Font Size
A
A
A

Non-Small-Cell Lung Cancer (cont.)

Prevention

Lung cancer remains a highly preventable disease because 85% of lung cancers occur in people who smoke or used to smoke. The best way to prevent lung cancer is not to smoke.

  • Cigarette smoking is highly addictive, and quitting often proves to be difficult. However, smoking rates have decreased recently in North America and in other parts of the world.
  • People who smoke who use a combination of supplemental nicotine, group therapy, and behavioral training show a significant drop in smoking rates.
  • People who smoke who use a sustained-release form of the antidepressant bupropion (Wellbutrin, Zyban) have a much higher quitting rate than average and a higher abstinence rate after 1 year.

Screening for lung cancer

  • The American Cancer Society does not currently recommend routine chest X-ray screening for lung cancer. This means that many health insurance plans do not cover screening chest X-ray films.
  • Low-dose CT scans of the chest annually in those age 55 to 74 who have been smokers or continue to smoke - especially more than one pack a day for more than 30 years, or the equivalent, and have no history of lung cancer now appear to increase the detection of early-stage lun cancers in those screened. The testing is relatively expensive and debate continues on this subject.
  • People who smoke or used to smoke may want to have a periodic chest X-ray film anyway. They should discuss this with their health care providers.

Outlook

Overall, 14% of people with NSCLC survive for at least 5 years.

  • People who have stage I NSCLC and undergo surgery have a 70% chance of surviving 5 years.
  • People with extensive nonoperable NSCLC have an average survival duration of 9 months.

How well the person with NSCLC functions can have a strong effect on the survival duration. A person with small-cell lung cancer who functions well has an advantage over someone who cannot work or pursue normal activities.

Complications of NSCLC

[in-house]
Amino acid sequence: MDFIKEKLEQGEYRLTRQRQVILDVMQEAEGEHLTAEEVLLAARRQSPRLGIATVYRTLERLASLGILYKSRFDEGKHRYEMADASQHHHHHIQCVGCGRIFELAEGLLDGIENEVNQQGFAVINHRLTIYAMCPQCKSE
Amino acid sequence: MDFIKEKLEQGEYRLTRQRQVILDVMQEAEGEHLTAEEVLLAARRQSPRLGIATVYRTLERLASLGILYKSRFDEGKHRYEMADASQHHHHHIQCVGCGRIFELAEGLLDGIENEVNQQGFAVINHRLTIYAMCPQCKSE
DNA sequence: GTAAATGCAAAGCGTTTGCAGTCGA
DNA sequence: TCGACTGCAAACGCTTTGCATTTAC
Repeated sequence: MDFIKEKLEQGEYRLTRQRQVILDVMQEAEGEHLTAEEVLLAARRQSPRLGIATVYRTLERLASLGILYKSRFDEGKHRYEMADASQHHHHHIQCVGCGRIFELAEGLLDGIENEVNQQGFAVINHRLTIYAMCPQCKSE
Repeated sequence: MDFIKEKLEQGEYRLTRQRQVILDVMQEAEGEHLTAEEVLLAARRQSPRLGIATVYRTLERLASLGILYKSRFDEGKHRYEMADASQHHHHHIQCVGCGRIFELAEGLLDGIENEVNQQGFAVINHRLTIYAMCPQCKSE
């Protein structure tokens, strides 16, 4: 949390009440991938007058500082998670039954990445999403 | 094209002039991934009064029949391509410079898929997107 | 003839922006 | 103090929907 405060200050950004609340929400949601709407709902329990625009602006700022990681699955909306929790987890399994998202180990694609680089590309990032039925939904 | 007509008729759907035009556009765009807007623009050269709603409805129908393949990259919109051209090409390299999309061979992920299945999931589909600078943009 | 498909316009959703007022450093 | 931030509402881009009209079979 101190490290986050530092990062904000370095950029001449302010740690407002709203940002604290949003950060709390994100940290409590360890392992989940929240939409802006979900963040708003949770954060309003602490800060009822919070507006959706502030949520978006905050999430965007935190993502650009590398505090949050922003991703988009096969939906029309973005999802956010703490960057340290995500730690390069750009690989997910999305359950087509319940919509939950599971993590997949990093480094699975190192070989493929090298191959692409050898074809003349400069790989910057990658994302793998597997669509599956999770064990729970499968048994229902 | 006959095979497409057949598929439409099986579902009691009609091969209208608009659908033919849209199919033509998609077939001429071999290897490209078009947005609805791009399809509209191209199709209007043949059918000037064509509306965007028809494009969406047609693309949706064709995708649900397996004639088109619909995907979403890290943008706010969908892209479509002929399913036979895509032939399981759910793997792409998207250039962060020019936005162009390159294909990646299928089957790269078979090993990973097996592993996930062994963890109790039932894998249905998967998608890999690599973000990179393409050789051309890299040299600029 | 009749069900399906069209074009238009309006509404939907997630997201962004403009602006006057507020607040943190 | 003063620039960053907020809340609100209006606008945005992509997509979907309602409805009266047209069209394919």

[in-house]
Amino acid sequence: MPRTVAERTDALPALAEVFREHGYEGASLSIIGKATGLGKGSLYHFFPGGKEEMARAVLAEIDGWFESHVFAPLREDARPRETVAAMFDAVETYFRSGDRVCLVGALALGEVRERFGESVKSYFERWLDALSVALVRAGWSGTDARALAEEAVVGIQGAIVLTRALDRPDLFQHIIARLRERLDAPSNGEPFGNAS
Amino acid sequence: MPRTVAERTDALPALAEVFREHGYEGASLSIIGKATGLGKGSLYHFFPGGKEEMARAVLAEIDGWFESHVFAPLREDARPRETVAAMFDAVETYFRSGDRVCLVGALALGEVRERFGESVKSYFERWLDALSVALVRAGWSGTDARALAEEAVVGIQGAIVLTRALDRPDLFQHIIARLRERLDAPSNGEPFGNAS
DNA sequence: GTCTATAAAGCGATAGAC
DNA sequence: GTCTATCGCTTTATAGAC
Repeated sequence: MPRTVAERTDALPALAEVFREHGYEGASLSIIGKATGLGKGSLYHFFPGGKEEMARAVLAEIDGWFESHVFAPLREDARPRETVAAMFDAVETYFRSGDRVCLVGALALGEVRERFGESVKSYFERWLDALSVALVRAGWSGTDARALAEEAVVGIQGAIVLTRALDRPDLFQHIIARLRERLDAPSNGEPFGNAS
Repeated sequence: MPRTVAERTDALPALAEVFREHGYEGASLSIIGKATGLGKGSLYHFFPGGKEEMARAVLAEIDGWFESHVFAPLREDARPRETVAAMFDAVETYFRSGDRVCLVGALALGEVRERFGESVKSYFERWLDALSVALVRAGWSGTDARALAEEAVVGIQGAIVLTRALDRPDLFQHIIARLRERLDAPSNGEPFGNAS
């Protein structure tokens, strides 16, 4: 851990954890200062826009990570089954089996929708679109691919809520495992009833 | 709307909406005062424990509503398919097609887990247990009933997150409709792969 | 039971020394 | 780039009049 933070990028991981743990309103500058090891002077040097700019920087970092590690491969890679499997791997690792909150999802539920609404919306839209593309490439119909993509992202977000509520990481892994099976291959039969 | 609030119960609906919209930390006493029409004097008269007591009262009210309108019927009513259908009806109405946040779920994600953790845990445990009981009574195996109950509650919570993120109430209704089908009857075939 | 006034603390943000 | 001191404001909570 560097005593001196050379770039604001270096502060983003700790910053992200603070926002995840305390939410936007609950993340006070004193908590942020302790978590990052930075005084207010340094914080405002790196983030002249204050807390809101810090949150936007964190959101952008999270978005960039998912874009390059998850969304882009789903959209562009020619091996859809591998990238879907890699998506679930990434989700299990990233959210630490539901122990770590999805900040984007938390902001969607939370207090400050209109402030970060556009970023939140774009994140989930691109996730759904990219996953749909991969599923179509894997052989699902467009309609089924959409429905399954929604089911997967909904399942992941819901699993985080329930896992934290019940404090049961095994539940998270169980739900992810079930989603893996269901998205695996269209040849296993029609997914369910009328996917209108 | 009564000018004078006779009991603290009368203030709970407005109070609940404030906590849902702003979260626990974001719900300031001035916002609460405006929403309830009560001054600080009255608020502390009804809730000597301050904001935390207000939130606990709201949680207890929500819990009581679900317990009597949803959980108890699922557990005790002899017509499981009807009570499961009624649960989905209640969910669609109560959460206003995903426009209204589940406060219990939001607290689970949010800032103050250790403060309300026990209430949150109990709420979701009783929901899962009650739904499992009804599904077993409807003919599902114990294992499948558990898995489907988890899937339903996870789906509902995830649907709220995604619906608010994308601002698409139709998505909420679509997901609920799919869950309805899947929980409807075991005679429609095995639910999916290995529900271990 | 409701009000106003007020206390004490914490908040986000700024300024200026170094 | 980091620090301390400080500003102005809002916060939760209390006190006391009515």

• Spinal cord compression
  • Bone pain
  • Hormone or electrolyte imbalances
  • Problems with mental functioning or concentration
  • Visual problems
  • Liver failure
  • Pain in right side from enlarged liver
  • Weight loss
  • Severe hemoptysis

Complications of chemotherapy

  • Unexplained fever (due to neutropenia or infection)
  • Bleeding (due to low platelet count)
  • Electrolyte imbalances
  • Kidney failure
  • Peripheral neuropathy (tingling, numbness, pain in extremities)
  • Hearing problems
Medically Reviewed by a Doctor on 9/11/2014
Medical Author:
Coauthor:
Medical Editor:
Medical Editor:
Medical Editor:

Must Read Articles Related to Non-Small-Cell Lung Cancer

Small-Cell Lung Cancer
Small-Cell Lung Cancer When cells of the lung start growing rapidly in an uncontrolled manner, the condition is called lung cancer. Lung cancer can affect any part of the lung. Lung c...learn more >>
Lung Cancer Medications
Understanding Lung Cancer Medications Medical therapy options for lung cancer include surgery, radiation, and/or chemotherapy. These treatments help decrease tumor growth and size. When tumor growth...learn more >>

Patient Comments & Reviews

The eMedicineHealth doctors ask about Non-Small-Cell Lung Cancer:

Non-Small-Cell Lung Cancer - Treatment

What treatment did you receive for non-small-cell lung cancer?

Non-Small-Cell Lung Cancer - When to Seek Medical Care

What symptoms led you to seek medical care for your non-small-cell lung cancer?



NIH talks about Ebola on WebMD

Read What Your Physician is Reading on Medscape

Lung Cancer, Non-Small Cell »

Worldwide, bronchogenic carcinoma is the most common cause of cancer death in both men and in women.

Read More on Medscape Reference »


Medical Dictionary